• How Swimming Pools Leak

    How Do Pools Tend To Break

     

    Understanding how swimming pools tend to break is one of the best tools you can have when trying to locate a leak. This is where an experienced swimming pool technician will have a distinct advantage over a pool owner trying to find a leak in their pool. There is no replacement for experience when it comes to being able to solve complicated problems by observation and interpreting the results of your tests. While you may not be able to have the benefit of years of leak detection experience you can at least be aware of some of the most common ways that swimming pools tend to break.

    Return lines - The return lines of the pool are one of the most common parts of the plumbing system to develop a leak. When you attach a return pipe to the wall of the pool you are supposed to attach a 90 degree elbow and turn the pipe straight down directly after the return flange. By turning the pipe downwards immediately you relieve stress on the return fitting connection. In the event that a pipe is taken straight out the back of a return fitting, even by a small amount, the settling of the fill around the pool will cause the pipe to sink slightly. Even a slight settling on the pipe will put a great deal of stress on the connection point on the wall of the pool. The pool wall has zero give and the pipe has no choice but to move with the settling ground. The weak point will eventually crack right where the pipe meets the return fitting on the backside of the pool wall. A failed glue joint, dry fit fitting, or pipe fracture from freezing are all possible and can happen anywhere within the return line. Failures where the return pipe meets the pool wall however are more common than every other return line failure combined.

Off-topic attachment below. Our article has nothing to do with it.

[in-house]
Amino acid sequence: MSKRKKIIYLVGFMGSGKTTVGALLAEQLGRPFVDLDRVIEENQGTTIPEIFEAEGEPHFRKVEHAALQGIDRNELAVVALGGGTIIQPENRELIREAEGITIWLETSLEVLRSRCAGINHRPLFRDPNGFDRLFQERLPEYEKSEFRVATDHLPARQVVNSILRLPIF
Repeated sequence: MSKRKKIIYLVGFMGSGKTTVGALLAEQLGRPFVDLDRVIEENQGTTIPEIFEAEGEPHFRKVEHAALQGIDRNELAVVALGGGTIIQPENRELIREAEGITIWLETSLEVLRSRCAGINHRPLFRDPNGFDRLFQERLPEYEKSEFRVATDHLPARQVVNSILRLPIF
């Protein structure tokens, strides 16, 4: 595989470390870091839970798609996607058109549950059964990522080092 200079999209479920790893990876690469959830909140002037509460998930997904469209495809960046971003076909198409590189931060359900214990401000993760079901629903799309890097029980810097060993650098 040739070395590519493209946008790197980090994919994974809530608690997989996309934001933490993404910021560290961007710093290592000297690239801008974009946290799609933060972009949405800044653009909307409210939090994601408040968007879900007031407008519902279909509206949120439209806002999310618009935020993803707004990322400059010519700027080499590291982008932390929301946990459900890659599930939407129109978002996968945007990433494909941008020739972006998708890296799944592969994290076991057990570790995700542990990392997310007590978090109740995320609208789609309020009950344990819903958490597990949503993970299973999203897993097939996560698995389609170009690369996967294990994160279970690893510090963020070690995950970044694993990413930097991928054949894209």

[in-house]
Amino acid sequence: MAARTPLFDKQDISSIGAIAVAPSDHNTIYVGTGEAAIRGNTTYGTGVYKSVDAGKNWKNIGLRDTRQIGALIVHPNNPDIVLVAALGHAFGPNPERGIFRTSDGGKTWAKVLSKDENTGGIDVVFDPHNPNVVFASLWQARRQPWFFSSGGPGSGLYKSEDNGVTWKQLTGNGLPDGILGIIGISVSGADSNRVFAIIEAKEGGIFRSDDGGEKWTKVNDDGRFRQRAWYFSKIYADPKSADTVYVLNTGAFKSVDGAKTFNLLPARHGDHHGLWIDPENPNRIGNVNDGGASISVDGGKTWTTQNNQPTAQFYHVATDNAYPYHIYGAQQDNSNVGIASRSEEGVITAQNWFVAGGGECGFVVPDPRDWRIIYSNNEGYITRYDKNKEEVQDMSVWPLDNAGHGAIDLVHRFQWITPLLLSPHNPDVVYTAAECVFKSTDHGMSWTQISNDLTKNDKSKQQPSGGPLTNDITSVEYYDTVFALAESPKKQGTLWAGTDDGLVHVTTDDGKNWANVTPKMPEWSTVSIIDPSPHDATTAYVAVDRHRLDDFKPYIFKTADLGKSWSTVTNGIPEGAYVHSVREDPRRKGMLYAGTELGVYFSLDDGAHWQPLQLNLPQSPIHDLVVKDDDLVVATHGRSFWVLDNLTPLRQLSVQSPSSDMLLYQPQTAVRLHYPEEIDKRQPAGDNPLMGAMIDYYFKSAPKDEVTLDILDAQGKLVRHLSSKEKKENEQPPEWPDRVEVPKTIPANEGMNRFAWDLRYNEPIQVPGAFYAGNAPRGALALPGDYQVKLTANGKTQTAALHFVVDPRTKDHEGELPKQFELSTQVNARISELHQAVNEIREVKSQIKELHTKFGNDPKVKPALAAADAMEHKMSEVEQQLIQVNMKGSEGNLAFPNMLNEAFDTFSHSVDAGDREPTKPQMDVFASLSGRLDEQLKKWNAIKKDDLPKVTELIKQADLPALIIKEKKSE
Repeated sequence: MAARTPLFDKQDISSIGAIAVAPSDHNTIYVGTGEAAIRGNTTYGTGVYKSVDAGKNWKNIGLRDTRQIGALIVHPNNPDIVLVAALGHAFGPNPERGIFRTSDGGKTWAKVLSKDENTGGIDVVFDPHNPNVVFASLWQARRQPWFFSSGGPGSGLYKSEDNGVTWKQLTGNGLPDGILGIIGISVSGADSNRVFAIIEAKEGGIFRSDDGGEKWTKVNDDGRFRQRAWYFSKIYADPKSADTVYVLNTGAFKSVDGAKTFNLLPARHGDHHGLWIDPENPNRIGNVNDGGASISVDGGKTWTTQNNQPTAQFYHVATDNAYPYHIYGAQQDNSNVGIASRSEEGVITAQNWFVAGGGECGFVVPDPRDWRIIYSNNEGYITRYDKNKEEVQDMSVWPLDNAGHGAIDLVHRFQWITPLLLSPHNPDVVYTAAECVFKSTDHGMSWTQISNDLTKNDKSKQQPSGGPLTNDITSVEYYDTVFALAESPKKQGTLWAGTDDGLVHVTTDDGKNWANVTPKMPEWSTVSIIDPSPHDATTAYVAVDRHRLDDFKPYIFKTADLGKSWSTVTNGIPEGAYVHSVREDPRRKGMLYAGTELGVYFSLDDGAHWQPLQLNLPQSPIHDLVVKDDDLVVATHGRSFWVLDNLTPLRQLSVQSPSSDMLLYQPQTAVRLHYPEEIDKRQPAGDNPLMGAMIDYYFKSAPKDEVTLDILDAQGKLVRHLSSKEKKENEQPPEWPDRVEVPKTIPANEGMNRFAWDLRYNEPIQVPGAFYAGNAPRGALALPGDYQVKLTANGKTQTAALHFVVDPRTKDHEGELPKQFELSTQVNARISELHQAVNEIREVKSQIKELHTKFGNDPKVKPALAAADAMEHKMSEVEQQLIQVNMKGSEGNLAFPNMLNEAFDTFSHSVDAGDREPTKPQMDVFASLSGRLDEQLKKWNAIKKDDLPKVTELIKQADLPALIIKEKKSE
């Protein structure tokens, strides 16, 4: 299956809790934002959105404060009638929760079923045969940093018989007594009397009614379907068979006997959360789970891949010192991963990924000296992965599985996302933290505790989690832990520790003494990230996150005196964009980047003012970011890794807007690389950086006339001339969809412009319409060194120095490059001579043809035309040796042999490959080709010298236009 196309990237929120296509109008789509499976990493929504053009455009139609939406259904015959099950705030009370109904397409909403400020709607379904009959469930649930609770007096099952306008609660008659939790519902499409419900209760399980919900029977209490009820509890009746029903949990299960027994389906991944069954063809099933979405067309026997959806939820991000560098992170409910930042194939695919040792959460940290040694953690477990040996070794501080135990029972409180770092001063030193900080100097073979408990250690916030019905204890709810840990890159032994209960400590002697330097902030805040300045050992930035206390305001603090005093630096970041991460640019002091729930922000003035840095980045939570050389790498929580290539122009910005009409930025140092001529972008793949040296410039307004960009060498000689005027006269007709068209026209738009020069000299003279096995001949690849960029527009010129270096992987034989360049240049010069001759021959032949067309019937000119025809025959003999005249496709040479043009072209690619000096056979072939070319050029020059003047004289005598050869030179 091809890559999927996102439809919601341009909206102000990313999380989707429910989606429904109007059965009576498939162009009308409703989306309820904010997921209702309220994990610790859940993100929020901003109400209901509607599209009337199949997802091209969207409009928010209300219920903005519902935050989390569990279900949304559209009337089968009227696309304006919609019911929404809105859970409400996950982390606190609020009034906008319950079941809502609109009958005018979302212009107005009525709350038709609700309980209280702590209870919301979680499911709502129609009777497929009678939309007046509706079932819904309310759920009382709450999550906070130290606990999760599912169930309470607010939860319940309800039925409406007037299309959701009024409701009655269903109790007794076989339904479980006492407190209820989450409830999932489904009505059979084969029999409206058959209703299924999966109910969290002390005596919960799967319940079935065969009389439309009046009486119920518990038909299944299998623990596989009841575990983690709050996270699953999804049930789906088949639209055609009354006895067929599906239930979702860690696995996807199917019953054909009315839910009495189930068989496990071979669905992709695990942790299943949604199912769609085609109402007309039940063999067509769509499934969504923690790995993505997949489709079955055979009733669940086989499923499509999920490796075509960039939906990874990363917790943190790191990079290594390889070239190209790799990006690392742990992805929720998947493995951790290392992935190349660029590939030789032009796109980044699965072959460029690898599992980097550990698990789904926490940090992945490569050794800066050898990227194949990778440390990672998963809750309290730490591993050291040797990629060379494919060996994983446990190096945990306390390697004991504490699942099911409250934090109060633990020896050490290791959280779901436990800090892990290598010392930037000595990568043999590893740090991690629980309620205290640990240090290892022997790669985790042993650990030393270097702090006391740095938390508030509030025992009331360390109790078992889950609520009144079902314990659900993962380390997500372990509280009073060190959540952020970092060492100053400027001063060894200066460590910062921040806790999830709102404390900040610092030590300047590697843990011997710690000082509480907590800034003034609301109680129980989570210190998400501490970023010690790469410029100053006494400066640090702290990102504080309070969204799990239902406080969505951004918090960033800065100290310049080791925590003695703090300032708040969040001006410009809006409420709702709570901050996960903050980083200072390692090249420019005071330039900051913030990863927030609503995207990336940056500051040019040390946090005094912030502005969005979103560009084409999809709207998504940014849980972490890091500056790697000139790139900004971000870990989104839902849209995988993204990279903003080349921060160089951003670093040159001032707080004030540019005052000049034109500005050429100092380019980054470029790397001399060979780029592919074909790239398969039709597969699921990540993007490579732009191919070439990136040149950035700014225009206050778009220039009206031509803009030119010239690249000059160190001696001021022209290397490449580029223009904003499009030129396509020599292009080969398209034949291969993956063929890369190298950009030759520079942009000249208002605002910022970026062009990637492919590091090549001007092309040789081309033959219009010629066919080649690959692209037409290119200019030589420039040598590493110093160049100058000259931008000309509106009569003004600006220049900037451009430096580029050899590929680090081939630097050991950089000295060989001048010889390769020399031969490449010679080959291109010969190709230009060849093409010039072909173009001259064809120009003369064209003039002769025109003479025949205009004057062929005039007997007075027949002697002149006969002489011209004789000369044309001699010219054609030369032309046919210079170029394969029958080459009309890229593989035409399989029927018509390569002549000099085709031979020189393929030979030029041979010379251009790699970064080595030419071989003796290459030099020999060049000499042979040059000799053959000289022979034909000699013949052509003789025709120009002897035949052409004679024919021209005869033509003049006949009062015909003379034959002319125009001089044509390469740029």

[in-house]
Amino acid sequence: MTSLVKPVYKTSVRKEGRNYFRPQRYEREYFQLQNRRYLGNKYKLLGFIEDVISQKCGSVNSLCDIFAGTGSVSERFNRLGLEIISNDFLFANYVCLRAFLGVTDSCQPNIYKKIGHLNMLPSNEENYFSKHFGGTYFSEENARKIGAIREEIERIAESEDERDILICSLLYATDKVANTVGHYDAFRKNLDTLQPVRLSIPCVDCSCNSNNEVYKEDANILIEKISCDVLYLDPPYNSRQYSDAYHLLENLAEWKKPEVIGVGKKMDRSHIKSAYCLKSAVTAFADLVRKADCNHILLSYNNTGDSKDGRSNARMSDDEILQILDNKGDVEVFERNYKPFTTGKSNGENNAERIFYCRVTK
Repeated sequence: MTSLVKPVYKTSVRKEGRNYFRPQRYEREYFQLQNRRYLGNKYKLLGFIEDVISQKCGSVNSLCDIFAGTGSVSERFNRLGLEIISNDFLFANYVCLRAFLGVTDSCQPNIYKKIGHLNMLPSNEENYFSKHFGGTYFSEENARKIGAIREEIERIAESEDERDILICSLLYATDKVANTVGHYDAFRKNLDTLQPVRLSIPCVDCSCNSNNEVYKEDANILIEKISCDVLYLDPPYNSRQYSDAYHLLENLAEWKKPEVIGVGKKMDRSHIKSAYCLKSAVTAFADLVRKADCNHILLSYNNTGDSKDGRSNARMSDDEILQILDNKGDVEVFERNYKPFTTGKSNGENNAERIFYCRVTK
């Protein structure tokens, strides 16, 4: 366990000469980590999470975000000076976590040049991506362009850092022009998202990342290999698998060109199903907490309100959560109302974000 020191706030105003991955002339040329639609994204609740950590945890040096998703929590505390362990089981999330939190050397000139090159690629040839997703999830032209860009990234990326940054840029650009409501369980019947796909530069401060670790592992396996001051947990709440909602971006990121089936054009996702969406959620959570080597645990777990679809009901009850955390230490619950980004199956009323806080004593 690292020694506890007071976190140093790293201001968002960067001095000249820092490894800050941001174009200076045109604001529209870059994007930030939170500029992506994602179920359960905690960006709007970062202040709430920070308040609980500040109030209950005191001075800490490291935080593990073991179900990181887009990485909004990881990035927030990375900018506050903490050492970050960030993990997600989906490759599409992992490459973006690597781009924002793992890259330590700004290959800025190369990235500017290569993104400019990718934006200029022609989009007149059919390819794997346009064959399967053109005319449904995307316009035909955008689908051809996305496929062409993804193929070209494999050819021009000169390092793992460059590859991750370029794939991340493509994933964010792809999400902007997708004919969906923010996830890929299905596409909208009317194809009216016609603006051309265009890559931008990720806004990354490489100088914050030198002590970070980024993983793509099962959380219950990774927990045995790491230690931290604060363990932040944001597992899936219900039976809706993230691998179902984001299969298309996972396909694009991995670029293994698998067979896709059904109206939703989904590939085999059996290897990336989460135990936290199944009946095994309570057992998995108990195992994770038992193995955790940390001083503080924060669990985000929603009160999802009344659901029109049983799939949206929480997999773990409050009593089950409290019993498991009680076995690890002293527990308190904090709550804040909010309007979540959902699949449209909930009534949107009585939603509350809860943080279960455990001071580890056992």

Skimmer lines - The skimmer line is most likely to develop a leak directly where it connects to the bottom of the skimmer itself. This area is prone to leaks due to the transition fitting between the pipe and the skimmer itself. Some skimmers use threaded connection points and some use a glued slip connection. Many glue style skimmers are made from ABS and a transition glue needs to be used to get a secure connection between the two materials. Using a PVC glue where a transition glue should have been used is a very likely place to develop a leak. If the skimmer uses a threaded connection then using the correct thread sealant is important. Teflon tape is the best material for making a permanent threaded connection to the underside of the skimmer. PVC glue is another good choice if both the skimmer as well as the pipe being used are PVC. In the event that a common thread sealant from the plumbing industry is used, pipe dope, there is the possibility that a crack can develop over time. Petroleum based thread sealants like pipe dope expand over time which is great for a secure seal on metal pipe systems. The relative weakness of the PVC systems used on swimming pools are not strong enough to withstand the expansion of the pipe dope and cracking of the connection on the underside of the skimmer can happen. In the event that water is able to become trapped in the skimmer line over the winter (in cold climate areas) then it is likely that the pipe directly below the skimmer will sustain damage. In some cases a very careful examination of the pipe below the skimmer using a flashlight will reveal cracks in the pipe directly where is exits the bottom of the skimmer. Unfortunately leaks in skimmers can be fairly difficult to deal with as access to the underside of the skimmer is obviously limited.